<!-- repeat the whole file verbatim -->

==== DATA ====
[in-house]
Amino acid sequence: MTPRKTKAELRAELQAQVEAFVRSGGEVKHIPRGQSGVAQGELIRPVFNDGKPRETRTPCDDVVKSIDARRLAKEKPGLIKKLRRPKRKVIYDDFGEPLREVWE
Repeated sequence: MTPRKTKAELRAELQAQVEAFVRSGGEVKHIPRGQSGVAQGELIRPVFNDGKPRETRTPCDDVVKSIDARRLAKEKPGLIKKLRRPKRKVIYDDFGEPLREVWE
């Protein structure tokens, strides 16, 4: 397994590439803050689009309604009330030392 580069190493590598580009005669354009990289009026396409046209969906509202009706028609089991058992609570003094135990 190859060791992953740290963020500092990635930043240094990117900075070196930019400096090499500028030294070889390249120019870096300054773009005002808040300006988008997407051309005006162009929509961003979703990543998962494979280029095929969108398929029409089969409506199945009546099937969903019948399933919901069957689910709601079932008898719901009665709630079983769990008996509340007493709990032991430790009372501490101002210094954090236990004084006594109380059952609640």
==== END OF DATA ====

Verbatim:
[in-house]
Amino acid sequence: MTPRKTKAELRAELQAQVEAFVRSGGEVKHIPRGQSGVAQGELIRPVFNDGKPRETRTPCDDVVKSIDARRLAKEKPGLIKKLRRPKRKVIYDDFGEPLREVWE
Repeated sequence: MTPRKTKAELRAELQAQVEAFVRSGGEVKHIPRGQSGVAQGELIRPVFNDGKPRETRTPCDDVVKSIDARRLAKEKPGLIKKLRRPKRKVIYDDFGEPLREVWE
């Protein structure tokens, strides 16, 4: 397994590439803050689009309604009330030392 580069190493590598580009005669354009990289009026396409046209969906509202009706028609089991058992609570003094135990 190859060791992953740290963020500092990635930043240094990117900075070196930019400096090499500028030294070889390249120019870096300054773009005002808040300006988008997407051309005006162009929509961003979703990543998962494979280029095929969108398929029409089969409506199945009546099937969903019948399933919901069957689910709601079932008898719901009665709630079983769990008996509340007493709990032991430790009372501490101002210094954090236990004084006594109380059952609640």